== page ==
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Local drug and alcohol service faces closure after hundreds of thousands of pounds of council funding slashed

Date published: 25 October 2018


A local drug and alcohol service could close after losing hundreds of thousands of pounds in funds from Rochdale Borough Council.

High Level (Northern) Trust provides support for those who are recovering from drug and alcohol misuse, having supported over 450 clients in 2017/18, offering over 120 counselling sessions and over 2,500 one-to-one sessions.

Originally set up as an organisation to help people in the Rochdale area affected by substance misuse, High Level (Northern) Trust became a charity in 2002.

Since then, High Level has supported over 3,500 service users, currently supporting 163 clients, with a waiting list.

Between 2017/18, the service received £100,000 in funding from Rochdale Borough Council, itself a stark drop from higher figures close to £400,000 in previous years.

Last year it cost High Level (Northern) Trust £186,000 to support 545 people – approximately £350 a year for each service user – a feat it will not be able to do without vital funding.

Despite the obvious need for such a service, the local authority will not be funding the service next year, meaning High Level (Northern) Trust could face closure.

Group therapy sessions will be lost, with other essential sessions being reduced, and having already gone from 15 members of staff in two years to five, staff numbers are set to drop even lower to just three.

Service Manager, Callum Jones said: “We have received no local authority funding this year. This is a drop of £100,000 from last year due to the local authority merging with Oldham’s local authority and a one service for all allocation of funding.

“This led to a large reduction in funding for the area in April 2018.  We received a £29,500 grant from Henry Smith Charity in January.

“Apart from this grant, we have received no major funding. We have bid for local funding from Community Grant fund (Rochdale safer communities) and GMCA social impact (Greater Manchester) fund and Rochdale Township fund.

“With reserves, we probably have another 12 months before closure.”

He continued: “Service users would have to look at other kinds of services for their needs, but if those services aren’t there, they’re probably looking at social isolation or maybe falling back into addition again.

“It’s devastating because we’ve always worked alongside the charity or services commissioned by the council as we work with those who are abstinent. Previously NHS Pathways used to have the contract and work with those in addition, get them to a place of detox or reduction and pass them onto us.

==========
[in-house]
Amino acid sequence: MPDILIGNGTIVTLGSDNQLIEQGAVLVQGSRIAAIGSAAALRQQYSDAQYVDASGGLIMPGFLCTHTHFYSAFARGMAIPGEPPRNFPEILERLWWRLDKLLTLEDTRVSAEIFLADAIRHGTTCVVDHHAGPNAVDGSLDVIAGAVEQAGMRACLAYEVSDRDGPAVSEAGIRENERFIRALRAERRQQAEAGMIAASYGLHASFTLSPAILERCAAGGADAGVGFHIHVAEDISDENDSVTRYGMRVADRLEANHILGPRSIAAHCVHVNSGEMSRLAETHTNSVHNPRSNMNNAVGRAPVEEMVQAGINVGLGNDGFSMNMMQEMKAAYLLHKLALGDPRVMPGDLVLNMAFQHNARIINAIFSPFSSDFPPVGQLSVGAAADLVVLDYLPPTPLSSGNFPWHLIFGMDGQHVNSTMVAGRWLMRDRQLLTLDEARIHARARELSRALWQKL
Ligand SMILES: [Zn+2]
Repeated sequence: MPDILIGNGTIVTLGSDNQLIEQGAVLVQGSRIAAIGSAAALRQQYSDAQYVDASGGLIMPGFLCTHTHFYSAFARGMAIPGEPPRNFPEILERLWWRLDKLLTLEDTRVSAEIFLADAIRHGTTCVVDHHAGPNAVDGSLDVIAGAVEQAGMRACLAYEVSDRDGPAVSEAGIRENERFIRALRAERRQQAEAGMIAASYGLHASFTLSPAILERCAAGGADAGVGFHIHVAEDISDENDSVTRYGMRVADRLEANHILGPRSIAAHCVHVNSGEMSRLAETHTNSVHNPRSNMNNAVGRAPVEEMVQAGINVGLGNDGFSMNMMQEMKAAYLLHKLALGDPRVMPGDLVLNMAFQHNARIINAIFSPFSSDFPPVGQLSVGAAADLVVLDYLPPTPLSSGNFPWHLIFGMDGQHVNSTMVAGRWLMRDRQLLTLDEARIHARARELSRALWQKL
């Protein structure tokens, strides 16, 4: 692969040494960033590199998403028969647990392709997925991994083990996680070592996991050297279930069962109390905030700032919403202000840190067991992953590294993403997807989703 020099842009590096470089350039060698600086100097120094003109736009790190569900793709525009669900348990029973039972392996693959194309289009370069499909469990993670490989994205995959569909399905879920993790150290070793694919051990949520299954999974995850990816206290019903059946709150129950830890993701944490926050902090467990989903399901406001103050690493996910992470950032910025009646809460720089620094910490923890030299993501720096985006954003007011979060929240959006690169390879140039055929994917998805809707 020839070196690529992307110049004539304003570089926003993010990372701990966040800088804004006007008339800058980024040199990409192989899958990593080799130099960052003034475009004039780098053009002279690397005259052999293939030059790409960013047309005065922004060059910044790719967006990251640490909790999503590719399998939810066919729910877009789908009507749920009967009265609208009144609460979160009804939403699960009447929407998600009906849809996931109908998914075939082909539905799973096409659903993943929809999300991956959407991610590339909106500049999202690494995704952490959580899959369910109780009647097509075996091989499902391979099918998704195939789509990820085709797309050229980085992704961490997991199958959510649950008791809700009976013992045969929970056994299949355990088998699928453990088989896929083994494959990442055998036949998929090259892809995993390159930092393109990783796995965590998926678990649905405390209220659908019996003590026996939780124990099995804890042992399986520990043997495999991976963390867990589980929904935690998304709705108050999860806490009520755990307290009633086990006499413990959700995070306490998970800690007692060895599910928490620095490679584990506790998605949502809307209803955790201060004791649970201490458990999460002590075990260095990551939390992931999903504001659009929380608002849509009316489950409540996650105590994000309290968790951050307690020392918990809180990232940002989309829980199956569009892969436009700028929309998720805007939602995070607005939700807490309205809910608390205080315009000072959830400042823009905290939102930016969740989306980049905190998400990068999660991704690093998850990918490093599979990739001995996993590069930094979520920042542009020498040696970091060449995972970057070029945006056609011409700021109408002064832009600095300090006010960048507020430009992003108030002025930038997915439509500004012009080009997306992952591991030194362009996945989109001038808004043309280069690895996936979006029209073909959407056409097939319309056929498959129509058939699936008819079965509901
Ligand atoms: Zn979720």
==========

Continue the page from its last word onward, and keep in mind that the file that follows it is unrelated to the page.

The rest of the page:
“Our clients like that we are a service separate from those in addition, as there’s no temptation. It’s a trigger for them if they’re around people who are still using.”

The current council contract for drug and alcohol services is offered by Turning Point, which deals with those battling addiction.

Mr Jones added: “As we deal with people who are abstinent, not in addiction, we couldn’t go for the contract that Turning Point has been appointed, but we used to receive this funding anyway.”

The charity has started fundraisers via Give As You Live, which donates a commission from your internet shopping, plus a Wonderful crowd funder at: https://www.wonderful.org/charity/highlevelnortherntrust

Andrea Fallon, director of public health and wellbeing at Rochdale Borough Council said: “In April we introduced Turning Point as our new fully integrated adult drug and alcohol treatment service.

“This offers a wide range of support including assessment, treatment programmes and recovery. It’s a shared contract between Rochdale and Oldham, created to get the right outcomes for local people whilst ensuring the best use of our resources.

“Before we decided what was needed, we consulted widely with service users and our partners to make sure Turning Point met a number of key requirements.

“High Level Trust service users are eligible for support from Turning Point and we encourage anyone who feels that they need support for drugs or alcohol dependency to get in touch with Turning Point either directly or via their GP.

“Although this support is in place, we recognise the challenges for High Level (Northern) Trust and it is well received by its service users. However, like many charities they are facing strong competition when applying for alternative funding.”

One service user, a former heroin addict called David, has managed to turn his life around thanks to the High Level (Northern) Trust.

He told BBC Radio Manchester: “I was brought up in a dysfunctional family and I was introduced to drugs. It was kind of what you did.

“I was addicted for 30 years. It went from party drugs to heroin.

“I’m now in recovery and I’m now rebuilding relationships. Through High Level and their support, that was the start to my life. I’d do anything for this place.

“This is the frontline; where are people meant to go?”

Dawn O’Neill, of Spotland, also called the service a lifeline, telling BBC Radio Manchester that ‘there was nothing after her alcohol detox.’

She said: “High Level is fantastic; there’s nowhere like it. You can talk to anybody, and to take that away, I think it’s ridiculous.”

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